• While blacks & whites are legally equal now, racial inequality still persists

    • Blacks & whites are often profiled differently, causing blacks to be treated with more oppression

    • Many white supremacists believe blacks to be dangerous & oppressive, and they attack or even kill blacks without facing significant charges

    • People call the police on blacks for no reason, falsely believing them to be dangerous

  • Police brutality is a serious problem today as police often treat blacks more harshly compared to whites

    • Ahmaud Arbery, a black man, was murdered by two white supremacists who claimed to be making a citizens' arrest

      • Those two weren't arrested until protests broke out, showing favored treatment of police toward whites

    • George Floyd, a black man, was killed by police as he was arrested for giving a fake $20 bill at a store

      • The police officer pinned his knee on Floyd's neck, causing him to suffocate to death​

  • Still, many African-Americans play influential roles in our lives, and some are highlighted below

Notable African-Americans

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Barack Obama

44th President of the US (2009-2017). Very influential president, opened up Cuba for Americans, dissuaded situation in Iraq & Afghanistan. 

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Kamala Harris

US Senator from California. First African-American senator from CA, second African-American female in Senate. 

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John Lewis

Civil Rights activist, congressman from GA for 33 years (until death in 2020). 

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Maya Angelou

Civil rights activist, famous poet & author. Famous for her series of autobiographies about her childhood & adult life. 

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Kobe Bryant

Famous basketball player for Lakers. Died in 2020 in helicopter crash. Won 5 NBA championships, played for 20 years. 

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Serena Williams

Famous tennis player, formerly ranked #1 in women's tennis, won 23 grand slams. 

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Douglas Wilder

Governor of Virginia from 1990-1994. First elected African-American governor. 

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Carol Moseley Braun

First African-American female Senator. Senator from Illinois (1993-1999). First Democratic African-American senator. 

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Shirley Chisholm

First African-American woman elected to Congress. Served in Congress from 1969-1983, represented NY. Ran for Democratic nomination in 1972 Presidential election, became first woman to run for democratic presidential nomination.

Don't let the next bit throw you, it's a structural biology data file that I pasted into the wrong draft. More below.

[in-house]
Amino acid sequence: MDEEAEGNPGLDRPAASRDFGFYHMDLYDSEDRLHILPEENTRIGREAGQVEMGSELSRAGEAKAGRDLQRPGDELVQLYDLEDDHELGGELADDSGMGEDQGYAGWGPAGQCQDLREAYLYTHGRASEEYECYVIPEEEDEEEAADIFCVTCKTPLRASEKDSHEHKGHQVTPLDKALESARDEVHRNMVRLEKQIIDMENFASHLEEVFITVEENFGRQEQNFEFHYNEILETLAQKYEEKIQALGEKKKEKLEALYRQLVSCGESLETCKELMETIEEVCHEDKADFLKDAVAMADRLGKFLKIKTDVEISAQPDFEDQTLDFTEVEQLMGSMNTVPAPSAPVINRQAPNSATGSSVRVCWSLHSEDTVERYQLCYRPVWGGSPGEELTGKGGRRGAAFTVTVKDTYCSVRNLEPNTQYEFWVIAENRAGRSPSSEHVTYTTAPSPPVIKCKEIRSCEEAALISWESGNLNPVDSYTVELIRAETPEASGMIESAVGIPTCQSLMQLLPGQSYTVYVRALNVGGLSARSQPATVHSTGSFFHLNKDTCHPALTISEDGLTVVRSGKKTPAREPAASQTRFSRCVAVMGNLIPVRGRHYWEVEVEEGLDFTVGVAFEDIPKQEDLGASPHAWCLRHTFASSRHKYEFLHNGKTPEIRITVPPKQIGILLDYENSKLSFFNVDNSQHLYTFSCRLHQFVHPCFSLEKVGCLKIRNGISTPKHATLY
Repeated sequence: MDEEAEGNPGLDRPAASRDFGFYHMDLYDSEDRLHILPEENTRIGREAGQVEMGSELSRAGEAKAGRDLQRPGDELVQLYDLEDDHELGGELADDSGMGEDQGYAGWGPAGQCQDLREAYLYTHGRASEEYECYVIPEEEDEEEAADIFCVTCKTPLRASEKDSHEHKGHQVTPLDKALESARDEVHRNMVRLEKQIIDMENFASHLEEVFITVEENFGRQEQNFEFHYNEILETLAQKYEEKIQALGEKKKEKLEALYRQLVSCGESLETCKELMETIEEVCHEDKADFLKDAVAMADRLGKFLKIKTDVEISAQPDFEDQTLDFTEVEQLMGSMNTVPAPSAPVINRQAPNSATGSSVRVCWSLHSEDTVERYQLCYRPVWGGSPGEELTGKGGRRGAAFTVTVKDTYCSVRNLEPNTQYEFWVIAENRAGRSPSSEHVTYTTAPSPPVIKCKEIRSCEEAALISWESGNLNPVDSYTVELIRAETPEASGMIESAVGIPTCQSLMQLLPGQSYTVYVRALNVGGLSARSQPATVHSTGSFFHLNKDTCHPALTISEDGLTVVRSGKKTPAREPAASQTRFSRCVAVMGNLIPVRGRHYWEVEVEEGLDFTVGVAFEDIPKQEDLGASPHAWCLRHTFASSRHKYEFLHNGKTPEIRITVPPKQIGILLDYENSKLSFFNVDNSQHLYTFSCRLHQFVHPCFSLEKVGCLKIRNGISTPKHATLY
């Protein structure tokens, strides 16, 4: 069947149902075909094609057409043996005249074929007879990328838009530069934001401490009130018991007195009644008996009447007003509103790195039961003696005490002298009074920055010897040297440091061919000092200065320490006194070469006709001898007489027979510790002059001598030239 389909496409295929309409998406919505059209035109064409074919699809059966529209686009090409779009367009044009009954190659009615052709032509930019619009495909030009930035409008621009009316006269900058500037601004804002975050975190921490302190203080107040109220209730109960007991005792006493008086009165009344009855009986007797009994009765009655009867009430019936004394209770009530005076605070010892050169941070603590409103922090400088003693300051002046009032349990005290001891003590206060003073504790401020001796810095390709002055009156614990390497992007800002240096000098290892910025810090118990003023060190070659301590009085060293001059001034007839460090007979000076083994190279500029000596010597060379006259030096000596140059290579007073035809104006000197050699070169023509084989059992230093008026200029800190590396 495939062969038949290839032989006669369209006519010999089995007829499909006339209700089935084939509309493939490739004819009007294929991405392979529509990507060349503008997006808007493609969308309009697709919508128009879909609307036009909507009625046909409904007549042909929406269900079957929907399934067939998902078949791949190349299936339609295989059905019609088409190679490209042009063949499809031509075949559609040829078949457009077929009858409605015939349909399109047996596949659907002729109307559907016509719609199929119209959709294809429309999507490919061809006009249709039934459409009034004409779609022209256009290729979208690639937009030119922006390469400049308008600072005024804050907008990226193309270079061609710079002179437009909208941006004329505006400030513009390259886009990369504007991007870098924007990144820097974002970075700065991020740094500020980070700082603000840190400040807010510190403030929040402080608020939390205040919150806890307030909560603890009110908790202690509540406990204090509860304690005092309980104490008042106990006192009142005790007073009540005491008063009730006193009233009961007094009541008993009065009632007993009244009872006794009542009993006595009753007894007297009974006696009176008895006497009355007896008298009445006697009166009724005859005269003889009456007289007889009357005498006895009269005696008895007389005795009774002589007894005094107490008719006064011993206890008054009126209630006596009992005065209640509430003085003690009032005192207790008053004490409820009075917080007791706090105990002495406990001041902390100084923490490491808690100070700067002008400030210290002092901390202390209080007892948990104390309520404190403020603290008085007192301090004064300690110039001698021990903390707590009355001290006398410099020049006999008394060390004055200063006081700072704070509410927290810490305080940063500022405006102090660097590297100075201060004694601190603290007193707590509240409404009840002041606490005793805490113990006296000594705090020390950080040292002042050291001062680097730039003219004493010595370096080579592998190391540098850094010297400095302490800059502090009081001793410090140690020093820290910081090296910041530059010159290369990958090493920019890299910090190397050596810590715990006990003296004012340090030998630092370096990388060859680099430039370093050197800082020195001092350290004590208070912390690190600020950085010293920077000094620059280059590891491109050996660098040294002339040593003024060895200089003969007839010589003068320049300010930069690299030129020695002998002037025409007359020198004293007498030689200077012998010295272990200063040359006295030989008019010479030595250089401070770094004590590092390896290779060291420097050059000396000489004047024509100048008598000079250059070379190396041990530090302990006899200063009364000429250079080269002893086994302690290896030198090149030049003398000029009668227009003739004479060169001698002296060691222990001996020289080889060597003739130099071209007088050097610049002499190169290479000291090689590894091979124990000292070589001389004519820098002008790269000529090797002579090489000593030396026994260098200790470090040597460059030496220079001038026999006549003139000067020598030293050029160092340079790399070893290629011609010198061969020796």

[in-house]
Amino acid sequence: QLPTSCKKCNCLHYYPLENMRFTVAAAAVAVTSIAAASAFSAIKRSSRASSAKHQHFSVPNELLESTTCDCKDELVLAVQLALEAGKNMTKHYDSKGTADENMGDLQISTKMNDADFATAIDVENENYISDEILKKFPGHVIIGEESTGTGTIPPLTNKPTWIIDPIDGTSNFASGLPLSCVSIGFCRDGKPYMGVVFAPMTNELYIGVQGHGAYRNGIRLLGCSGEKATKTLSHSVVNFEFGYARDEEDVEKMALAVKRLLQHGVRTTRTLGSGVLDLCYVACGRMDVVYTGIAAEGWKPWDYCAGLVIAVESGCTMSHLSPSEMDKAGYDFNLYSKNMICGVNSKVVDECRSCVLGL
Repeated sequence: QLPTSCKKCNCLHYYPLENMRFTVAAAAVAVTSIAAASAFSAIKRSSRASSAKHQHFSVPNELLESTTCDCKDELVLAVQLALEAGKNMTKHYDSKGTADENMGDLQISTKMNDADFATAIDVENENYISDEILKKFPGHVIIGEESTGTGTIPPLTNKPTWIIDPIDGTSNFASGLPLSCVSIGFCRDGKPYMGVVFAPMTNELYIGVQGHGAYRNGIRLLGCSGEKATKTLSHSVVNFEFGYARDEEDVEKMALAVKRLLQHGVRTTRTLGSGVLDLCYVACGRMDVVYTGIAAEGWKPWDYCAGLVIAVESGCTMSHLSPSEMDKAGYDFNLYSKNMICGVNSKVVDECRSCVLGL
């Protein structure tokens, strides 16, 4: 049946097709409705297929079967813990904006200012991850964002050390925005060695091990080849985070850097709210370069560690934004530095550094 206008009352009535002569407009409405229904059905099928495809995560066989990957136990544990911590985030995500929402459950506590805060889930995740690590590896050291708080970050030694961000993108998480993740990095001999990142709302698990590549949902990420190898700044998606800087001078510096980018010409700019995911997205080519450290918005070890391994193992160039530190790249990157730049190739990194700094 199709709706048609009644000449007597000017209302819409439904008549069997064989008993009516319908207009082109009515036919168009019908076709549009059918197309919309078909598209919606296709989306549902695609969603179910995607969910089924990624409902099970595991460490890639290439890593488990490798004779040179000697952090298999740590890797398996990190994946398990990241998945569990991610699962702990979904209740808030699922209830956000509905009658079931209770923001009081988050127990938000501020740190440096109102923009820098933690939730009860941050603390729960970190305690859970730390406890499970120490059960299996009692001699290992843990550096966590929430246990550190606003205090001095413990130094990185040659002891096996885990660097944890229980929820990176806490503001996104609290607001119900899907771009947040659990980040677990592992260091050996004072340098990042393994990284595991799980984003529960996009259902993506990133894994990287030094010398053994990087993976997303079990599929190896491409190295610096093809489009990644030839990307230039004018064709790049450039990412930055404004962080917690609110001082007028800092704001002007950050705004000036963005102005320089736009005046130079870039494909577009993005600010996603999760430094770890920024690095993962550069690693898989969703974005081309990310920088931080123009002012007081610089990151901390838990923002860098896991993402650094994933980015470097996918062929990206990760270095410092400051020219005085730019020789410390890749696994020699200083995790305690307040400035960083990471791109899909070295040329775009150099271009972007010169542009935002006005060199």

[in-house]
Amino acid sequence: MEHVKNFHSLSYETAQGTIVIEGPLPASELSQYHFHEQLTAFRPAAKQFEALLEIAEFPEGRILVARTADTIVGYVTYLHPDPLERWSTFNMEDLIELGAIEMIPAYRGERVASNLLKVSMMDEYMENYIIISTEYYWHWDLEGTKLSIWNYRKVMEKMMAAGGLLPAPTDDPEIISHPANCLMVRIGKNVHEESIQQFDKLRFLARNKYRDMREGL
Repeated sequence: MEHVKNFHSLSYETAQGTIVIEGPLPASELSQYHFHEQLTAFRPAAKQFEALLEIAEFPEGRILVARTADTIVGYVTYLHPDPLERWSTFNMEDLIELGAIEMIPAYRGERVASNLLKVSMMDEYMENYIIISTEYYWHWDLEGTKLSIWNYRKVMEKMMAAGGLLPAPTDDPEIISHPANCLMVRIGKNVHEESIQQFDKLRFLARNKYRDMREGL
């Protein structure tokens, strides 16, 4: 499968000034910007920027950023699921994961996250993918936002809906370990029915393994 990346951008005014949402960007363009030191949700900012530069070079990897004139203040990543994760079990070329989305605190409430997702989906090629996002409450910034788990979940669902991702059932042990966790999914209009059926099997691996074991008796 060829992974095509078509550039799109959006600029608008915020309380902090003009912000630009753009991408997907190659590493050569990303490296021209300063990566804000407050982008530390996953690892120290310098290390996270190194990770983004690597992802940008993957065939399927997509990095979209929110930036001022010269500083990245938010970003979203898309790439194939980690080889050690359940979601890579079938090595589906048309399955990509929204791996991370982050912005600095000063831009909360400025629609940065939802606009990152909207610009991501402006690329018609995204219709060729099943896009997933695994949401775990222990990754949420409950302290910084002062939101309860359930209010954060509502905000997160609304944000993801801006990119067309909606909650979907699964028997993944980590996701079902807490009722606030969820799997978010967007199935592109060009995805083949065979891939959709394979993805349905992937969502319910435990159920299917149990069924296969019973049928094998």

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Katherine Johnson

Known as "computer," known for math skills. Used mathematical skills to help put astronauts on the moon. 

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Mae C. Jemison

Worked for NASA, first black woman to travel into space (1992). Also appeared on Star Trek, becoming first astronaut to appear on the show. 

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Neil deGrasse Tyson

Famous astrophysicist, directed Hayden Planetarium in NY. Appeared on many talk shows & TV series. 

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Percy Julian

Influential chemist, pioneer in discoveries of making medicinal drugs from plants. 

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Gladys West

Influential mathematician, developed models of the map & terrain of the earth that were later used in Global Positioning System (GPS). 

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Marie M. Daly

Influential biochemist, first African-American woman to receive PhD in Chemistry (1947). Conducted research which offered a new perspective on how a person's diet affects their heart & circulatory system. 

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Edward Bouchet

First African-American to earn a PhD (in any field). Earned PhD in Physics from Yale in 1876, among first 20 Americans to earn PhD in Physics. 

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Alexa Canady

First African-American & first American woman to become a neurosurgeon (1981). 

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Tiger Woods

Famous golfer, formerly ranked #1 golfer. Has 100 major wins in golf tours.